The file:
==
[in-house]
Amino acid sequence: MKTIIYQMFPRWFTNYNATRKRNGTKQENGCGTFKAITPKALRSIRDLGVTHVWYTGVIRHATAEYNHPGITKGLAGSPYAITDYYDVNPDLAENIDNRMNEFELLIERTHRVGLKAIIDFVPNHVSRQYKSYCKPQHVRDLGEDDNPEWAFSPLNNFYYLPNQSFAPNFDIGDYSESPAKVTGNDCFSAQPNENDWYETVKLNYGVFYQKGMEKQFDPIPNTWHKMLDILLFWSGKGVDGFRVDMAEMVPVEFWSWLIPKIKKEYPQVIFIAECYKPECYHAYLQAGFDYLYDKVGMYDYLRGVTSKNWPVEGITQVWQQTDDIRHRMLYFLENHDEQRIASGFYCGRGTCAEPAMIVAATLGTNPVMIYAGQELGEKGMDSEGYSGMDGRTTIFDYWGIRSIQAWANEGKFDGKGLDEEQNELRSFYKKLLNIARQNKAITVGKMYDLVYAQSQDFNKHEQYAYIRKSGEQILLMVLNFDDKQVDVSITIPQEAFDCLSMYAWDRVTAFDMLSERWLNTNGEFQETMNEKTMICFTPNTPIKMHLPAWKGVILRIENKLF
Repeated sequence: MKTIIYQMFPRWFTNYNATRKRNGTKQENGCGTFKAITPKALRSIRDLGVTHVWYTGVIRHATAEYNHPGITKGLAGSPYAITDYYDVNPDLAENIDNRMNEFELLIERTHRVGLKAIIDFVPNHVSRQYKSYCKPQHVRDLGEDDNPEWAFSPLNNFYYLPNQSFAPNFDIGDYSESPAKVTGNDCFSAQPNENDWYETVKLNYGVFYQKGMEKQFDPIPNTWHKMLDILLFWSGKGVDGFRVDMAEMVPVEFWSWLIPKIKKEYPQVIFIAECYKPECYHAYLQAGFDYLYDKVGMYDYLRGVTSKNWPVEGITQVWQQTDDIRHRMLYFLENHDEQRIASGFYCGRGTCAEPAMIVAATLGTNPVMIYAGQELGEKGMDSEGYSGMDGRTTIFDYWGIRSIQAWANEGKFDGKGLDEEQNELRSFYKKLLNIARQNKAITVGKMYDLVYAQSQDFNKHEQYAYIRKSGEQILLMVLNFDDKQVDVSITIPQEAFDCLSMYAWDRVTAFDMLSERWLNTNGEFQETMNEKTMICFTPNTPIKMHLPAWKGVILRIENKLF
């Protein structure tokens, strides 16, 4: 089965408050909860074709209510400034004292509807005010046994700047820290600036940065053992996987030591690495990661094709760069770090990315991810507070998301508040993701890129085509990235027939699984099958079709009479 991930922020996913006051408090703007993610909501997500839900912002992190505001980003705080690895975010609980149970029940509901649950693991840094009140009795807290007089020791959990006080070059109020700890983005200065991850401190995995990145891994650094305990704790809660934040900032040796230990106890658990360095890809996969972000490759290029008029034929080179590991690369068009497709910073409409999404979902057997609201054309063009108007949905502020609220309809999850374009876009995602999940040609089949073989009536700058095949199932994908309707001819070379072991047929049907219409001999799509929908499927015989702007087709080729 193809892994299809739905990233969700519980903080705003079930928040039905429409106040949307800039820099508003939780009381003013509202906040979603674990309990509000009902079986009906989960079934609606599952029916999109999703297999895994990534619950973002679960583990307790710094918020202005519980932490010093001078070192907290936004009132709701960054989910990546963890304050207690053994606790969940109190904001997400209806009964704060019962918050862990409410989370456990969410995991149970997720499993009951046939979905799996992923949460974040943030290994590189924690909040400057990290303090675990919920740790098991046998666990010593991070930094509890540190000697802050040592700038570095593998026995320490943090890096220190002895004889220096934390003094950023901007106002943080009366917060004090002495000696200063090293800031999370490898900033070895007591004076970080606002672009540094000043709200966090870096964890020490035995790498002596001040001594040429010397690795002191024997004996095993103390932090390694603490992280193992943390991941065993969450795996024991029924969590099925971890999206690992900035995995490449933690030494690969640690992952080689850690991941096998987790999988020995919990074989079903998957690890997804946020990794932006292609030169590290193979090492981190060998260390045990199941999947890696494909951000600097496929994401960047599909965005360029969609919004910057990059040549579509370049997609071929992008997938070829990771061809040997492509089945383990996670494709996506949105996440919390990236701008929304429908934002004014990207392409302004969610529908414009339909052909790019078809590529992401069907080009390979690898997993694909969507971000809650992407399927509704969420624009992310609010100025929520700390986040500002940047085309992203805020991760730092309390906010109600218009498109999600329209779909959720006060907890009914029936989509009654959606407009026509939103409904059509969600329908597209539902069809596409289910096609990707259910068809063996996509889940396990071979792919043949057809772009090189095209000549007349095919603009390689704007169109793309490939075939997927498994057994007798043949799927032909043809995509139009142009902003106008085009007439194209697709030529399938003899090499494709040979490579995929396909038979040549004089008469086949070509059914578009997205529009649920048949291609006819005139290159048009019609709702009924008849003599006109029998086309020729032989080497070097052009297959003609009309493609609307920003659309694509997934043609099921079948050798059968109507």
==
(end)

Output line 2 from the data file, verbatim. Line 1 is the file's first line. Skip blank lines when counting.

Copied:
Amino acid sequence: MKTIIYQMFPRWFTNYNATRKRNGTKQENGCGTFKAITPKALRSIRDLGVTHVWYTGVIRHATAEYNHPGITKGLAGSPYAITDYYDVNPDLAENIDNRMNEFELLIERTHRVGLKAIIDFVPNHVSRQYKSYCKPQHVRDLGEDDNPEWAFSPLNNFYYLPNQSFAPNFDIGDYSESPAKVTGNDCFSAQPNENDWYETVKLNYGVFYQKGMEKQFDPIPNTWHKMLDILLFWSGKGVDGFRVDMAEMVPVEFWSWLIPKIKKEYPQVIFIAECYKPECYHAYLQAGFDYLYDKVGMYDYLRGVTSKNWPVEGITQVWQQTDDIRHRMLYFLENHDEQRIASGFYCGRGTCAEPAMIVAATLGTNPVMIYAGQELGEKGMDSEGYSGMDGRTTIFDYWGIRSIQAWANEGKFDGKGLDEEQNELRSFYKKLLNIARQNKAITVGKMYDLVYAQSQDFNKHEQYAYIRKSGEQILLMVLNFDDKQVDVSITIPQEAFDCLSMYAWDRVTAFDMLSERWLNTNGEFQETMNEKTMICFTPNTPIKMHLPAWKGVILRIENKLF